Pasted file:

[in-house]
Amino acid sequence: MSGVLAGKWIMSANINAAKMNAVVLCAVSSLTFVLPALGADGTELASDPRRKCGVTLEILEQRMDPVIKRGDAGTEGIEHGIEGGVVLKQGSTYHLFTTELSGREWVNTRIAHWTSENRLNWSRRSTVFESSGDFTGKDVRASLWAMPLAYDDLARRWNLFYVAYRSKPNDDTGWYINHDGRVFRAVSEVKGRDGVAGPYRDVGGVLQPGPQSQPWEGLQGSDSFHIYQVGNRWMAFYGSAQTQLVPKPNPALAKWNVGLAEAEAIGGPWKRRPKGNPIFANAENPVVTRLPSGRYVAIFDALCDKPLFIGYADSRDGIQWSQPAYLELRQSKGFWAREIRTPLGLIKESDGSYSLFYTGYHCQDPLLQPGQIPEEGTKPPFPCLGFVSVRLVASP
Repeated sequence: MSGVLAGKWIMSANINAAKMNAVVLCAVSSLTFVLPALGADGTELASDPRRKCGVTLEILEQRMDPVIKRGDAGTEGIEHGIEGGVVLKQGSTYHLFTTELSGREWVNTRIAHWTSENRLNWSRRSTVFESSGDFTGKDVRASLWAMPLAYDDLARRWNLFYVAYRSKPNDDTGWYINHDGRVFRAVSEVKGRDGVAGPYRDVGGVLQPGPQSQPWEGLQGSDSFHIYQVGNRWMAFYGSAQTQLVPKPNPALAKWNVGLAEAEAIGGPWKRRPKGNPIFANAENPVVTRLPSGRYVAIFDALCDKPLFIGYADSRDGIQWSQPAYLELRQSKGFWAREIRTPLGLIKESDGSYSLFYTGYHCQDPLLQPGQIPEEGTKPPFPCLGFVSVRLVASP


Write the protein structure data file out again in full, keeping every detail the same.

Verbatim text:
[in-house]
Amino acid sequence: MSGVLAGKWIMSANINAAKMNAVVLCAVSSLTFVLPALGADGTELASDPRRKCGVTLEILEQRMDPVIKRGDAGTEGIEHGIEGGVVLKQGSTYHLFTTELSGREWVNTRIAHWTSENRLNWSRRSTVFESSGDFTGKDVRASLWAMPLAYDDLARRWNLFYVAYRSKPNDDTGWYINHDGRVFRAVSEVKGRDGVAGPYRDVGGVLQPGPQSQPWEGLQGSDSFHIYQVGNRWMAFYGSAQTQLVPKPNPALAKWNVGLAEAEAIGGPWKRRPKGNPIFANAENPVVTRLPSGRYVAIFDALCDKPLFIGYADSRDGIQWSQPAYLELRQSKGFWAREIRTPLGLIKESDGSYSLFYTGYHCQDPLLQPGQIPEEGTKPPFPCLGFVSVRLVASP
Repeated sequence: MSGVLAGKWIMSANINAAKMNAVVLCAVSSLTFVLPALGADGTELASDPRRKCGVTLEILEQRMDPVIKRGDAGTEGIEHGIEGGVVLKQGSTYHLFTTELSGREWVNTRIAHWTSENRLNWSRRSTVFESSGDFTGKDVRASLWAMPLAYDDLARRWNLFYVAYRSKPNDDTGWYINHDGRVFRAVSEVKGRDGVAGPYRDVGGVLQPGPQSQPWEGLQGSDSFHIYQVGNRWMAFYGSAQTQLVPKPNPALAKWNVGLAEAEAIGGPWKRRPKGNPIFANAENPVVTRLPSGRYVAIFDALCDKPLFIGYADSRDGIQWSQPAYLELRQSKGFWAREIRTPLGLIKESDGSYSLFYTGYHCQDPLLQPGQIPEEGTKPPFPCLGFVSVRLVASP